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“A lot of things go on behind the scenes to make science happen,” says Todd Laverty, who for 29 years has supported the work of Gerry Rubin, director of HHMI’s Janelia Farm Research Campus. For 23 of those years, Laverty managed Rubin’s lab at the University of California, Berkeley. For the last six, he has overseen the Drosophila and Media Prep shared resources at Janelia. His specialty is feeding, sheltering, moving, breeding, and otherwise nurturing fruit flies, as well as preparing meals for other laboratory animals. “It was obvious, right from the beginning, that I had found my niche.”
At Janelia, Laverty manages some 18,000 fly stocks—that is, 36,000 vials of flies, 50 to 100 flies per vial, each a unique genetic line. He shepherds the stocks through a 28-day lifecycle: egg, three larval stages, pupa, and hatched fly. Each morning, peering through a microscope at flies dozing on a pad suffused with carbon dioxide, he selects virgin females for genetic crosses. Each week, he starts new generations in fresh vials, using a duck feather to gently transfer the prospective parents from one plastic abode to the next. And each month, he manages the production of 130,000 vials of fly chow: a mixture of cornmeal, molasses, agar, and yeast—and gets four-star reviews from lab managers for quality and consistency.
“I can remember telling people, when I started out, ‘What I’m going to be doing 20 or 30 years from now, I don’t know. But I’m happy now doing what I’m doing,’” Laverty says. After he’d worked for Gerry four or five years, he remembers riding in an elevator with a gray-haired co-worker. “I teased him: ‘Who gets gray hair working in a lab?’ Funny thing: now I’m that gray-haired guy!”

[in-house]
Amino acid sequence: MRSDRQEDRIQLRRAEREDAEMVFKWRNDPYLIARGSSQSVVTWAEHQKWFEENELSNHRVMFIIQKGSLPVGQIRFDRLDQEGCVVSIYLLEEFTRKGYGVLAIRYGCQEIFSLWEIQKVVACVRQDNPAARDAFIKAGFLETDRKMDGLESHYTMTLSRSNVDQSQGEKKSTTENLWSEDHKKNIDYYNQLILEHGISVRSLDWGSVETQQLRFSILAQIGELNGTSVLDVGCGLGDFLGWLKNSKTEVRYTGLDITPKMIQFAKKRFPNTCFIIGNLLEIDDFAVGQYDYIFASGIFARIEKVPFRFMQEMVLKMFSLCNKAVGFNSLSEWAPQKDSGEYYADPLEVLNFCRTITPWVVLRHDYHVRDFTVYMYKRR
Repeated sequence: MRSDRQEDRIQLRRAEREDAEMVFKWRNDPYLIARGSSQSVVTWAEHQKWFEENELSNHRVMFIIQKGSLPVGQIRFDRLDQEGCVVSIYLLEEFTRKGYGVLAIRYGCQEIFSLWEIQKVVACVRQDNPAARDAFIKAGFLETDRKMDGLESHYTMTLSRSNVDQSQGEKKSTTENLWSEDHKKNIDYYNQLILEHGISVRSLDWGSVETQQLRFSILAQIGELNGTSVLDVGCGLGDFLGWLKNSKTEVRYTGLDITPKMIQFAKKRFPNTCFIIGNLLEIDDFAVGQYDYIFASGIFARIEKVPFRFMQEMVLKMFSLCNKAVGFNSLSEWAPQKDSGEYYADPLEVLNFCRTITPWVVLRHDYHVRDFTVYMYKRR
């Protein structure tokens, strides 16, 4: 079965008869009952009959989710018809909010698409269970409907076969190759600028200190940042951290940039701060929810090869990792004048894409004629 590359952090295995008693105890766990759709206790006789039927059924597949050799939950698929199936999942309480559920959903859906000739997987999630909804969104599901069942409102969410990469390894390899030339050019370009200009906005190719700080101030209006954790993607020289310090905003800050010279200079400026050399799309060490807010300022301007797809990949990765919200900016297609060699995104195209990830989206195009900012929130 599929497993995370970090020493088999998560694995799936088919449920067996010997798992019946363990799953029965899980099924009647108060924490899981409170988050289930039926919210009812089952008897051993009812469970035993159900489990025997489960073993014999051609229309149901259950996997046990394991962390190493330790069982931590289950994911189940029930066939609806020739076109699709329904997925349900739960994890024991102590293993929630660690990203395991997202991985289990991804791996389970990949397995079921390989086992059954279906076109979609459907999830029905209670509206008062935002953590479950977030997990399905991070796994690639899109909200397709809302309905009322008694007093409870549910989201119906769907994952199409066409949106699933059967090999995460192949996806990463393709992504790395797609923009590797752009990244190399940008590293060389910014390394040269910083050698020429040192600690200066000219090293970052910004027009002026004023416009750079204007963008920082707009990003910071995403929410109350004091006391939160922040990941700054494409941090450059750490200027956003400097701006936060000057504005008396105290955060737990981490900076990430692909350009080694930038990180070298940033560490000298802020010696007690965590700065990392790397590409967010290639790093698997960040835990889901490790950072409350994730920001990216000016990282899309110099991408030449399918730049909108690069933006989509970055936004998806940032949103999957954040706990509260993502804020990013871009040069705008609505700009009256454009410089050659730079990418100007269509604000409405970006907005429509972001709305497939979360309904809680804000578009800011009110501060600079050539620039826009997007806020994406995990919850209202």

Laverty is the only person Gerry Rubin brought from his Berkeley lab to Janelia. “There was no one better than Todd to set up a facility to support all the Drosophila labs here. He is very calm, and he’s very good at managing people and building a team,” says Rubin. “In my Berkeley lab, at times he had to deal with as many as 15 postdoctoral fellows, all with different needs and demands. He does a remarkable job of keeping everybody happy.” In a high-pressure laboratory setting, Rubin adds, “That’s a very unusual ability.”
Laverty describes himself as “a pleaser by nature. I get satisfaction out of starting a task and following through. PIs get the big ideas: ‘This is really cool, let’s figure this out. I’m not going to worry about the little steps right now.’ It's those little steps that I worry about.”
In Rubin’s lab at Berkeley, Laverty played a supporting role in more than 100 different research projects, including sequencing the Drosophila genome. Published in 2000, the sequence marked a scientific milestone because of the fruit fly’s pivotal role as a model organism in research, in areas ranging from aging and cancer to learning and memory. “There were hundreds of people in the field who could do the same thing that I was doing. But I had the opportunity to do it every day in the Rubin lab—and it was the Rubin lab that was sequencing the fly genome.”
Illustration: Chris King